Actinic (Solar) Keratosis Symptoms, Causes & Treatment Options

Actinic keratosis is a rough red-pink bump caused primarily by exposure to ultraviolet light. Actinic keratoses should be evaluated and treated by a dermatologist to prevent progression to squamous cell carcinoma, a dangerous skin cancer.

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Contents

  1. Overview
  2. Symptoms
  3. Potential Causes
  4. Treatment, Prevention and Relief
  5. When to Seek Further Consultation
  6. References

What Is Actinic (Solar) Keratosis?

Summary

Actinic keratosis is a precancerous skin growth that presents as single or grouped rough-textured, reddish-pink bumps on sun-exposed areas like the face and hands. Untreated actinic keratoses may progress to squamous cell carcinoma, a potentially deadly skin cancer. Actinic keratosis is caused by ultraviolet radiation from the sun or from tanning beds. A compromised immune system also increases the risk of developing actinic keratoses. Actinic keratoses can be treated by targeting individual lesions with cryosurgery, curettage, or shave excisions. Larger groups of actinic keratoses may be treated with chemical field treatments like 5-fluorouracil and others. Sun safety is the best way to prevent actinic keratoses.

Recommended care

Actinic (Solar) Keratosis Symptoms

Main symptoms

Actinic (or solar) keratosis generally presents as a gritty-textured bump or patch on the skin with a pink or red base, measuring anywhere from several millimeters to several centimeters in diameter. Actinic keratoses may occur alone, in small groups, or in large groups covering whole areas of skin. Some specific features of actinic keratosis are listed below:

  • Texture: There are many possible diagnoses for a small pink lesion on the face, but the gritty, sandpaper-like texture of an actinic keratosis is a fairly specific feature.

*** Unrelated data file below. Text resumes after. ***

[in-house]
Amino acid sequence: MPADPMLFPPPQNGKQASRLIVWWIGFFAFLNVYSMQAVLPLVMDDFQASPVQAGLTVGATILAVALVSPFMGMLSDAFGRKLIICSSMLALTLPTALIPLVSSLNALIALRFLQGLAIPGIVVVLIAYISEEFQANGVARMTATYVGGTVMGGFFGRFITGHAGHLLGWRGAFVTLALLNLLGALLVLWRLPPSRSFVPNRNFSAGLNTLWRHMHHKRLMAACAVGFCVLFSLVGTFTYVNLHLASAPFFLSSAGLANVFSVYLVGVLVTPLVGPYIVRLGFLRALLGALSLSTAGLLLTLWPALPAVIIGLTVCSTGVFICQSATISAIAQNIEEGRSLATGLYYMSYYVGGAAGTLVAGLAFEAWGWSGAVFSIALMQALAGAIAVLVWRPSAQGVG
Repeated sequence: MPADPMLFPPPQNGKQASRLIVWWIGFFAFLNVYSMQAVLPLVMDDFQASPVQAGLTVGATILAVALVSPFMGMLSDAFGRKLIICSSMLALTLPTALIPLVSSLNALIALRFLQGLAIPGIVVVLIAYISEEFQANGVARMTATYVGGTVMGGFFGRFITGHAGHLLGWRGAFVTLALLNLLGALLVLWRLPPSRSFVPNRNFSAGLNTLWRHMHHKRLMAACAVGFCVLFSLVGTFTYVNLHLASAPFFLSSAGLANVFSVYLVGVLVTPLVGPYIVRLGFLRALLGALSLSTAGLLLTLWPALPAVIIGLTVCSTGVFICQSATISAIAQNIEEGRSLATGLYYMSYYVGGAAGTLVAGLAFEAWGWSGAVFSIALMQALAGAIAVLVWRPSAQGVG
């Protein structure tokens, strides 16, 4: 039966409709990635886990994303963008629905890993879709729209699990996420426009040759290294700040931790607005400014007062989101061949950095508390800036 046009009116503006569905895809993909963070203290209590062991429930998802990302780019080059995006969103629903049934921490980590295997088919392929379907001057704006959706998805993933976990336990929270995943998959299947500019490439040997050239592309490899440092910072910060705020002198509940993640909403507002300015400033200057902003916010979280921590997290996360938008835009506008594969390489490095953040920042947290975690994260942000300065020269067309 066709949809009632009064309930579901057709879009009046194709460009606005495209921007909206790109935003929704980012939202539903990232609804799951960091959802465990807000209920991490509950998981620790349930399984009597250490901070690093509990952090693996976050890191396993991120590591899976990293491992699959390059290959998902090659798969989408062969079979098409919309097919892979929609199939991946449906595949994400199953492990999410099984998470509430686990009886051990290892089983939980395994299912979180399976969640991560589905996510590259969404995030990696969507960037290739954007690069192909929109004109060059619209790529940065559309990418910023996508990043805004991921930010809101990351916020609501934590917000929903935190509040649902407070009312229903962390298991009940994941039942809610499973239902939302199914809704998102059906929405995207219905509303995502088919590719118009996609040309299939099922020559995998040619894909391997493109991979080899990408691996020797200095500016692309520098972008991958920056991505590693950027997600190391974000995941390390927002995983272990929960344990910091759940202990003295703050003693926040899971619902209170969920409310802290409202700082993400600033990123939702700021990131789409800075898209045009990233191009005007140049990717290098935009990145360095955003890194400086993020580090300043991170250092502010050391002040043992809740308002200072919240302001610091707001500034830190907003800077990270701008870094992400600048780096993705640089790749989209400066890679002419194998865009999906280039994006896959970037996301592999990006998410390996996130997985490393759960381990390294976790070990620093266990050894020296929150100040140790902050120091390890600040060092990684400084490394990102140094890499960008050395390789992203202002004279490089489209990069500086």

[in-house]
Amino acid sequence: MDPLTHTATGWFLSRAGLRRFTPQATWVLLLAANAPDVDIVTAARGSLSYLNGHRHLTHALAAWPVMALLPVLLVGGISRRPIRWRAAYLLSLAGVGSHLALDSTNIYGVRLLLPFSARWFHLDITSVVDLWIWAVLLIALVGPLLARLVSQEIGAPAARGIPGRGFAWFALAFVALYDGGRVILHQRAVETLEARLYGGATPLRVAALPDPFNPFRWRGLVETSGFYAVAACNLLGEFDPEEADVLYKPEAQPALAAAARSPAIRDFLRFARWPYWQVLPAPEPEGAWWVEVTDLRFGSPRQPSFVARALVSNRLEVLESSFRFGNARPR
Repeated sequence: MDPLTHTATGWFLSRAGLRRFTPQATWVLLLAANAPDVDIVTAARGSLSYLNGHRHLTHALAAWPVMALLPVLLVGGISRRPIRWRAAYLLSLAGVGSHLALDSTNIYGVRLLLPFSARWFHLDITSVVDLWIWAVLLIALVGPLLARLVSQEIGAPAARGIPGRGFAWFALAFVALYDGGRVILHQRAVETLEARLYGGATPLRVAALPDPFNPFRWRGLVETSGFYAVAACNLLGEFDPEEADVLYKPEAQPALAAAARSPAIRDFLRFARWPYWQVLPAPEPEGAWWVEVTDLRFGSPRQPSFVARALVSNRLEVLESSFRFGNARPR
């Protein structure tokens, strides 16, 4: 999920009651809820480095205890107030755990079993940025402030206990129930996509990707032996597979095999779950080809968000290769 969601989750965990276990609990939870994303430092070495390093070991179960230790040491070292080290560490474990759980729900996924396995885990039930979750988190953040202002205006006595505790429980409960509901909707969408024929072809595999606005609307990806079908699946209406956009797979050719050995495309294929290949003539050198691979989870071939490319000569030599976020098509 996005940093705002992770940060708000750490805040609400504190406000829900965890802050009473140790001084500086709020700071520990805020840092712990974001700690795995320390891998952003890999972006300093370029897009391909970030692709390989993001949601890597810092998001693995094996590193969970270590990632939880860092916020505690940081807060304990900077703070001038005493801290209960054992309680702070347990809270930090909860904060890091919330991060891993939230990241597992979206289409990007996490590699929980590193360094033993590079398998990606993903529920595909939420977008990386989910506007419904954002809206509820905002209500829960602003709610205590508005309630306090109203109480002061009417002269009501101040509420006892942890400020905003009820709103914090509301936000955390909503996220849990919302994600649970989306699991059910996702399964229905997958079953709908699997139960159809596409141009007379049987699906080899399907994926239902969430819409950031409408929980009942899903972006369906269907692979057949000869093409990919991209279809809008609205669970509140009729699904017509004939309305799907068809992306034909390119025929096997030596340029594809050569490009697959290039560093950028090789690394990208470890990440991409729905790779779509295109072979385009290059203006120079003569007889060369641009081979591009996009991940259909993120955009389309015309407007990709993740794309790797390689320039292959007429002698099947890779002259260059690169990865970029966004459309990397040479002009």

• Scale: Actinic keratoses often cause flaking and scaling of the overlying skin.
  • Duration: Because of its red-pink color and rough texture, actinic keratoses may resemble scabs or abrasions; however, actinic keratoses will persist indefinitely, while scabs can be expected to improve and resolve within days to weeks.
  • Location: Because sun exposure is a causative risk factor for actinic keratoses, these lesions will often occur at sites that have received a large amount of sun exposure, like the face, neck, and backs of the hands.
  • Pain or discomfort: Some but not all actinic keratoses may hurt or itch [1].

Special presentations

The features above are present in the majority of actinic keratoses. Some less common presentations of actinic keratosis are listed below:

  • Hypertrophic actinic keratosis: These actinic keratoses will have a thicker scale and may develop the appearance of a thickened scab.
  • Pigmented actinic keratosis: Pigmented actinic keratoses may be brown, black, or blue in color and may be difficult to distinguish from a mole or a melanoma skin cancer.
  • Actinic keratosis with cutaneous horn: In this condition, an actinic keratosis may develop a cone-shaped accumulation of skin cells above its base that resembles a horn.
  • Atrophic actinic keratosis: These actinic keratoses have no overlying scale, and may just look like a smooth red or pink bump.

Actinic (Solar) Keratosis Causes

Actinic keratoses and non-melanoma skin cancers like squamous cell carcinoma and basal cell carcinoma are some of the most common malignancies in the world. Actinic keratoses occur when skin cells’ DNA has been damaged, or when the immune system has become weakened. Ultraviolet light is the main cause of actinic keratoses, as detailed below.

Ultraviolet light

UV light is the biggest cause of actinic keratoses and many other skin cancers. It damages skin cells’ DNA and weakens the immune system of the skin [2]. Some specifics are below:

  • Sunburns: Blistering or severe sunburns can greatly increase your risk of skin cancer.
  • Tanning beds: Tanning beds concentrate harmful UV radiation and should be avoided.
  • Fair pigmentation: Although individuals of all skin tones can get skin cancers and actinic keratoses, fair-skinned, fair-haired individuals are at higher risk.
  • Occupational risks: Those who work outside, those who drive for a living, and individuals in the airline industry may be at increased risk of actinic keratoses and skin cancers.

Other risk factors

These other factors may also increase the risk of actinic keratoses and skin cancers:

  • Immunosuppression: People with suppressed immune systems, from organ transplants, certain medications, and other medical conditions are at increased risk for actinic keratoses and other skin cancers.